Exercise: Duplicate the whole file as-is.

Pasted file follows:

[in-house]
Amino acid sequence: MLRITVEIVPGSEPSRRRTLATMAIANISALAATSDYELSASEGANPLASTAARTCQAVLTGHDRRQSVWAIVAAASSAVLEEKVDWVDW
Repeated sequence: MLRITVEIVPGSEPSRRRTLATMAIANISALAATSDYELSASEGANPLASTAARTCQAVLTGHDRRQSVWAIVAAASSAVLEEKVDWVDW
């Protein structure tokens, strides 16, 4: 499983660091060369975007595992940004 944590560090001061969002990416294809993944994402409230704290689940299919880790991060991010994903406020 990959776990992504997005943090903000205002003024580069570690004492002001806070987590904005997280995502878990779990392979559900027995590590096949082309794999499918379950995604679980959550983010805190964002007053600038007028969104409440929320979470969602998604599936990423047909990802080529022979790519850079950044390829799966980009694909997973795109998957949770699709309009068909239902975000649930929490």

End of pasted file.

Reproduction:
[in-house]
Amino acid sequence: MLRITVEIVPGSEPSRRRTLATMAIANISALAATSDYELSASEGANPLASTAARTCQAVLTGHDRRQSVWAIVAAASSAVLEEKVDWVDW
Repeated sequence: MLRITVEIVPGSEPSRRRTLATMAIANISALAATSDYELSASEGANPLASTAARTCQAVLTGHDRRQSVWAIVAAASSAVLEEKVDWVDW
């Protein structure tokens, strides 16, 4: 499983660091060369975007595992940004 944590560090001061969002990416294809993944994402409230704290689940299919880790991060991010994903406020 990959776990992504997005943090903000205002003024580069570690004492002001806070987590904005997280995502878990779990392979559900027995590590096949082309794999499918379950995604679980959550983010805190964002007053600038007028969104409440929320979470969602998604599936990423047909990802080529022979790519850079950044390829799966980009694909997973795109998957949770699709309009068909239902975000649930929490």